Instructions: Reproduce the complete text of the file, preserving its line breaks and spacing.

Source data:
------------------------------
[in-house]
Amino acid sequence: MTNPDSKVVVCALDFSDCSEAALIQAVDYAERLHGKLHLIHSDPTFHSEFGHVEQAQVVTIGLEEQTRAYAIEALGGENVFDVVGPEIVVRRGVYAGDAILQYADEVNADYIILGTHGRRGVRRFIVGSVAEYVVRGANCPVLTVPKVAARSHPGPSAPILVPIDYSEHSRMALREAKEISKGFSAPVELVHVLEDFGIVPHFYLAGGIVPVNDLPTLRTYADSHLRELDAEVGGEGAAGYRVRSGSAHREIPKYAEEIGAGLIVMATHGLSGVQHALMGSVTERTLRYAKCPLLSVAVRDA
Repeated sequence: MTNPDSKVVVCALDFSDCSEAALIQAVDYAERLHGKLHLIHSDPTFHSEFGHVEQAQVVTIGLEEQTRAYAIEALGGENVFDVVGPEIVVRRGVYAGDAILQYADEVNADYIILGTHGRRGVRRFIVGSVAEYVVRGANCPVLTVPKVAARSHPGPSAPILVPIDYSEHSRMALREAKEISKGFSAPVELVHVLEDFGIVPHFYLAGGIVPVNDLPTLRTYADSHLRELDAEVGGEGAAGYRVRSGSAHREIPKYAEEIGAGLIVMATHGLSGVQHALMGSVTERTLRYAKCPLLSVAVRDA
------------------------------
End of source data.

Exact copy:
[in-house]
Amino acid sequence: MTNPDSKVVVCALDFSDCSEAALIQAVDYAERLHGKLHLIHSDPTFHSEFGHVEQAQVVTIGLEEQTRAYAIEALGGENVFDVVGPEIVVRRGVYAGDAILQYADEVNADYIILGTHGRRGVRRFIVGSVAEYVVRGANCPVLTVPKVAARSHPGPSAPILVPIDYSEHSRMALREAKEISKGFSAPVELVHVLEDFGIVPHFYLAGGIVPVNDLPTLRTYADSHLRELDAEVGGEGAAGYRVRSGSAHREIPKYAEEIGAGLIVMATHGLSGVQHALMGSVTERTLRYAKCPLLSVAVRDA
Repeated sequence: MTNPDSKVVVCALDFSDCSEAALIQAVDYAERLHGKLHLIHSDPTFHSEFGHVEQAQVVTIGLEEQTRAYAIEALGGENVFDVVGPEIVVRRGVYAGDAILQYADEVNADYIILGTHGRRGVRRFIVGSVAEYVVRGANCPVLTVPKVAARSHPGPSAPILVPIDYSEHSRMALREAKEISKGFSAPVELVHVLEDFGIVPHFYLAGGIVPVNDLPTLRTYADSHLRELDAEVGGEGAAGYRVRSGSAHREIPKYAEEIGAGLIVMATHGLSGVQHALMGSVTERTLRYAKCPLLSVAVRDA